Posted on December 25, 2015
Have you heard of plum pudding or Christmas pudding?
Have you ever eaten these traditional British dishes?
It may surprise you to realize that plum pudding has no plums! Instead, the old-time use of the word plum meant dried grapes, otherwise known as raisins. Like raisins, plum pudding is often very dark in color.
Plum pudding comes to us from way back in medieval England. The dried fruits and raisins are held together by egg and suet (beef or mutton fat), moistened by alcohol (often brandy), sweetened by treacle (sugary syrup) or molasses, and flavored with cinnamon, nutmeg, cloves, ginger, and other spices. It is steamed for a long time – we're talking hours!
What makes this pudding sooo special, and to me a bit gross, is that it is aged for a few months or even a year! The alcohol content of the pudding prevents the fruits from spoiling.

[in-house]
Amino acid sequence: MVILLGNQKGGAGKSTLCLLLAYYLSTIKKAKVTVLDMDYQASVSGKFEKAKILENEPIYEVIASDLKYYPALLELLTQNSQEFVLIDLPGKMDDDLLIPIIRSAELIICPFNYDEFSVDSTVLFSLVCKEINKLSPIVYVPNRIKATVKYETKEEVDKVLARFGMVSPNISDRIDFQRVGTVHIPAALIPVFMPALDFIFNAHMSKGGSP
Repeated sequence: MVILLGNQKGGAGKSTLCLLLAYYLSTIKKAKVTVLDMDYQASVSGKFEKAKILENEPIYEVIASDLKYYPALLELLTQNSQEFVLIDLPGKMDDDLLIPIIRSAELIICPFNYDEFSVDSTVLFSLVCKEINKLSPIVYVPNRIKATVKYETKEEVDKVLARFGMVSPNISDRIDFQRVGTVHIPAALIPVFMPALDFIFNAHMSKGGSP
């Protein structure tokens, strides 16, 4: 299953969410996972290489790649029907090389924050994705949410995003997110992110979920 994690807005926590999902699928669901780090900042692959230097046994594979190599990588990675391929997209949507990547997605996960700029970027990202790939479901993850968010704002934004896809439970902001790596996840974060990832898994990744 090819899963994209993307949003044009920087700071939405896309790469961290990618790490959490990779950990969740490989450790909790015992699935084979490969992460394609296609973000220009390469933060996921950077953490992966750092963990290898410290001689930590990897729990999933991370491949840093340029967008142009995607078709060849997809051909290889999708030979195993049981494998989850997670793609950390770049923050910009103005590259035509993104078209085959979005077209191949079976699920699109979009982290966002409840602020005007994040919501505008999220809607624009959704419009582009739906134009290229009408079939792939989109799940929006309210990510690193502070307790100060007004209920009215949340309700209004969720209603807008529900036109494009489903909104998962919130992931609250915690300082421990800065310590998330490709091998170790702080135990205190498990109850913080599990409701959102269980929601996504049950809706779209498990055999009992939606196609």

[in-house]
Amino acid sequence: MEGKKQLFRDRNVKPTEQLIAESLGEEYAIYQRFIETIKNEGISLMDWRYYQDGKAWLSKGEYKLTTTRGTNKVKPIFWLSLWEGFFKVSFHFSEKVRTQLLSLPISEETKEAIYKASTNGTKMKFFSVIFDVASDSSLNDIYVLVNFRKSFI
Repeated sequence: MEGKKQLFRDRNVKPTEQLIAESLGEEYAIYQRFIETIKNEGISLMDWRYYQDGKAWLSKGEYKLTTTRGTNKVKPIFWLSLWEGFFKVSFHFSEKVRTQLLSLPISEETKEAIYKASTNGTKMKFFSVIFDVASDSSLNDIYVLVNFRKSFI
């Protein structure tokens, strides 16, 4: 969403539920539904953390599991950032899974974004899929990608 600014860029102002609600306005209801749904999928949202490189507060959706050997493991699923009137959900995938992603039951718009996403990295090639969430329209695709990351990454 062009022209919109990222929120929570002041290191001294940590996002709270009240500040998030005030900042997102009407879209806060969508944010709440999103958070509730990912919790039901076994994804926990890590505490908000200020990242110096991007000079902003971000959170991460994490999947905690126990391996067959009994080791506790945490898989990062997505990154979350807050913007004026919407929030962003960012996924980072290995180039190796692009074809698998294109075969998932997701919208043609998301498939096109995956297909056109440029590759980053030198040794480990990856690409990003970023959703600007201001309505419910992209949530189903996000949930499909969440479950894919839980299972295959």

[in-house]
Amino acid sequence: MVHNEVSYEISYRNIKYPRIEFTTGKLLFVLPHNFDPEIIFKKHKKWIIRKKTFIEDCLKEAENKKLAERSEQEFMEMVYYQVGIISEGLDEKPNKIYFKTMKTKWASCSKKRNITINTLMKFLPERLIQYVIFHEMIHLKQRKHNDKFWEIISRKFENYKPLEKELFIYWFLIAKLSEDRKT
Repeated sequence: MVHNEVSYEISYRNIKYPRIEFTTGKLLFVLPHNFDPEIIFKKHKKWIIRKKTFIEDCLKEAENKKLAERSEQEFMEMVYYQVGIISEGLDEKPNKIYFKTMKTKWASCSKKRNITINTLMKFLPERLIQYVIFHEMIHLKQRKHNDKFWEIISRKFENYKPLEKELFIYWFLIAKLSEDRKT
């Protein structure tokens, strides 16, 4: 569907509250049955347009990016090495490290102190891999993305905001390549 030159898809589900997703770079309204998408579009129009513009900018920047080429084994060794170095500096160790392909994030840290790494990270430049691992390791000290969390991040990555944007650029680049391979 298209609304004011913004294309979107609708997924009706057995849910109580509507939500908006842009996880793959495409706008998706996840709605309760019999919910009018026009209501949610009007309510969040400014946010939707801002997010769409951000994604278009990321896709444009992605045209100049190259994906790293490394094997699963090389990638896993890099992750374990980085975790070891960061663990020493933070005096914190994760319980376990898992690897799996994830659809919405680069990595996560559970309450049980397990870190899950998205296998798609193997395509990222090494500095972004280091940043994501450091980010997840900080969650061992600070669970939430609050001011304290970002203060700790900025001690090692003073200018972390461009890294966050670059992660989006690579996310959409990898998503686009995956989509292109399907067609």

When it is served on Christmas Day, the plum pudding is reheated by steaming and is often drenched with warm brandy that is set alight. A traditional decoration is to put a sprig of holly on the top.
Plum pudding is often eaten with one or more of the following instead of with frosting and ice cream:
sweetened bechamel sauce
sprinkles of caster sugar
There is a Christmas carol in which we hear, “Now bring us some figgy pudding...” As you have probably guessed, figgy pudding is similar to “plum” pudding, but it features figs instead of raisins. Some sources claim that the figgy pudding from the Christmas carol is actually another name for plum pudding.
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